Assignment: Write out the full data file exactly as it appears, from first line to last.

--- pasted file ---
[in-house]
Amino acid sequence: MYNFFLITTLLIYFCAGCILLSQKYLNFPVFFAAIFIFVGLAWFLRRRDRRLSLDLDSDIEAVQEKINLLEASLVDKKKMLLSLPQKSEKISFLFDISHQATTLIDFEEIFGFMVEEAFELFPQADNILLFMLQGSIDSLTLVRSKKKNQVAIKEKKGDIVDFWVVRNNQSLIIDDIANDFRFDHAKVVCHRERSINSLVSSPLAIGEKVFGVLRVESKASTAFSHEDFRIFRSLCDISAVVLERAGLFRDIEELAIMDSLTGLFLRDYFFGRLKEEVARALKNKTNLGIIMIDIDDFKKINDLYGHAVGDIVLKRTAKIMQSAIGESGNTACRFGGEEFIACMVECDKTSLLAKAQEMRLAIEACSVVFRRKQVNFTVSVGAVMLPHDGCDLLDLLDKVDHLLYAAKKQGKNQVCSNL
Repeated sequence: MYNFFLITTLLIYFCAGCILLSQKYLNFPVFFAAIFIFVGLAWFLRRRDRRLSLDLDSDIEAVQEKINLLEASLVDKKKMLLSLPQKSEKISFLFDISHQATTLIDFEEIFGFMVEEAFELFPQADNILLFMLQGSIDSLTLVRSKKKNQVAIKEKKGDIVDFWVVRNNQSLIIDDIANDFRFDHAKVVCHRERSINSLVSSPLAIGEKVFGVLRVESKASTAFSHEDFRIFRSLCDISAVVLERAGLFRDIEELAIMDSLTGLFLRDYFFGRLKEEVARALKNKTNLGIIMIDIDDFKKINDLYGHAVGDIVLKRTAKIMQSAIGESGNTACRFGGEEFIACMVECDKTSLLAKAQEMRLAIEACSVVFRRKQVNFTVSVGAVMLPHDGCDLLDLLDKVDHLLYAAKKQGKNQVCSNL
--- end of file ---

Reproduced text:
[in-house]
Amino acid sequence: MYNFFLITTLLIYFCAGCILLSQKYLNFPVFFAAIFIFVGLAWFLRRRDRRLSLDLDSDIEAVQEKINLLEASLVDKKKMLLSLPQKSEKISFLFDISHQATTLIDFEEIFGFMVEEAFELFPQADNILLFMLQGSIDSLTLVRSKKKNQVAIKEKKGDIVDFWVVRNNQSLIIDDIANDFRFDHAKVVCHRERSINSLVSSPLAIGEKVFGVLRVESKASTAFSHEDFRIFRSLCDISAVVLERAGLFRDIEELAIMDSLTGLFLRDYFFGRLKEEVARALKNKTNLGIIMIDIDDFKKINDLYGHAVGDIVLKRTAKIMQSAIGESGNTACRFGGEEFIACMVECDKTSLLAKAQEMRLAIEACSVVFRRKQVNFTVSVGAVMLPHDGCDLLDLLDKVDHLLYAAKKQGKNQVCSNL
Repeated sequence: MYNFFLITTLLIYFCAGCILLSQKYLNFPVFFAAIFIFVGLAWFLRRRDRRLSLDLDSDIEAVQEKINLLEASLVDKKKMLLSLPQKSEKISFLFDISHQATTLIDFEEIFGFMVEEAFELFPQADNILLFMLQGSIDSLTLVRSKKKNQVAIKEKKGDIVDFWVVRNNQSLIIDDIANDFRFDHAKVVCHRERSINSLVSSPLAIGEKVFGVLRVESKASTAFSHEDFRIFRSLCDISAVVLERAGLFRDIEELAIMDSLTGLFLRDYFFGRLKEEVARALKNKTNLGIIMIDIDDFKKINDLYGHAVGDIVLKRTAKIMQSAIGESGNTACRFGGEEFIACMVECDKTSLLAKAQEMRLAIEACSVVFRRKQVNFTVSVGAVMLPHDGCDLLDLLDKVDHLLYAAKKQGKNQVCSNL